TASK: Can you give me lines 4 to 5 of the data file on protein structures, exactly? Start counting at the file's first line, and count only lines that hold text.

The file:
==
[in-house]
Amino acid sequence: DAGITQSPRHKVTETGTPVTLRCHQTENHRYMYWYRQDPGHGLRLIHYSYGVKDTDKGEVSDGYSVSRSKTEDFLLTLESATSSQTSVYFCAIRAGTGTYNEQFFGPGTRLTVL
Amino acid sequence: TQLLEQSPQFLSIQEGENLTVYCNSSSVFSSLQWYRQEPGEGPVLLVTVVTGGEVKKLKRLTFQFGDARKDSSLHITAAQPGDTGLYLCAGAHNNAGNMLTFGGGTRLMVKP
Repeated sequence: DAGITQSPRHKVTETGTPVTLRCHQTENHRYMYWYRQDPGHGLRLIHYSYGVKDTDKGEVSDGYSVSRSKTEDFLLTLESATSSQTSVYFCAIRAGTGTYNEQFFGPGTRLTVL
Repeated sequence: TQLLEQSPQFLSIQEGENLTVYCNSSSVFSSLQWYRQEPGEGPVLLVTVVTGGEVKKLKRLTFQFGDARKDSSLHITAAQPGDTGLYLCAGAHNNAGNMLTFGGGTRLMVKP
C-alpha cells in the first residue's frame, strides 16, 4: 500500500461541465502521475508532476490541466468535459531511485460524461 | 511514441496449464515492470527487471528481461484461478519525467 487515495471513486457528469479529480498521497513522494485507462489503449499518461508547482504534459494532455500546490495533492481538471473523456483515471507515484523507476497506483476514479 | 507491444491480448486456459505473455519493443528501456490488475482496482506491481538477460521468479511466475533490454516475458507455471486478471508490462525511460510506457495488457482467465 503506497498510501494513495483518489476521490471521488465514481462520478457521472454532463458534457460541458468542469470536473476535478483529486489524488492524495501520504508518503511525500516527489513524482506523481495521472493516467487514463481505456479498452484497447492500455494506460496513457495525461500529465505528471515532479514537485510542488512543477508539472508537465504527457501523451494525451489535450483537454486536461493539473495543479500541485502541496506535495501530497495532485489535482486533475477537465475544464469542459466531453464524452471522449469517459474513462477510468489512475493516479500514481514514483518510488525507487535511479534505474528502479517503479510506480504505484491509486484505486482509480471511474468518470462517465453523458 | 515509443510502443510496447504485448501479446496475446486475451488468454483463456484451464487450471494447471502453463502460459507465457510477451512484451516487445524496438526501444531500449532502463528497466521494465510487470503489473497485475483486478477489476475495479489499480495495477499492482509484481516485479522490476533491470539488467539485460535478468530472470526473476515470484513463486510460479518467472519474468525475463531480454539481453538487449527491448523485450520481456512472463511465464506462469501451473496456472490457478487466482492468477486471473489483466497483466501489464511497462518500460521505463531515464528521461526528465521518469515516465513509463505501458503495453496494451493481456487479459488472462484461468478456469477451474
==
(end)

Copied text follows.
Repeated sequence: DAGITQSPRHKVTETGTPVTLRCHQTENHRYMYWYRQDPGHGLRLIHYSYGVKDTDKGEVSDGYSVSRSKTEDFLLTLESATSSQTSVYFCAIRAGTGTYNEQFFGPGTRLTVL
Repeated sequence: TQLLEQSPQFLSIQEGENLTVYCNSSSVFSSLQWYRQEPGEGPVLLVTVVTGGEVKKLKRLTFQFGDARKDSSLHITAAQPGDTGLYLCAGAHNNAGNMLTFGGGTRLMVKP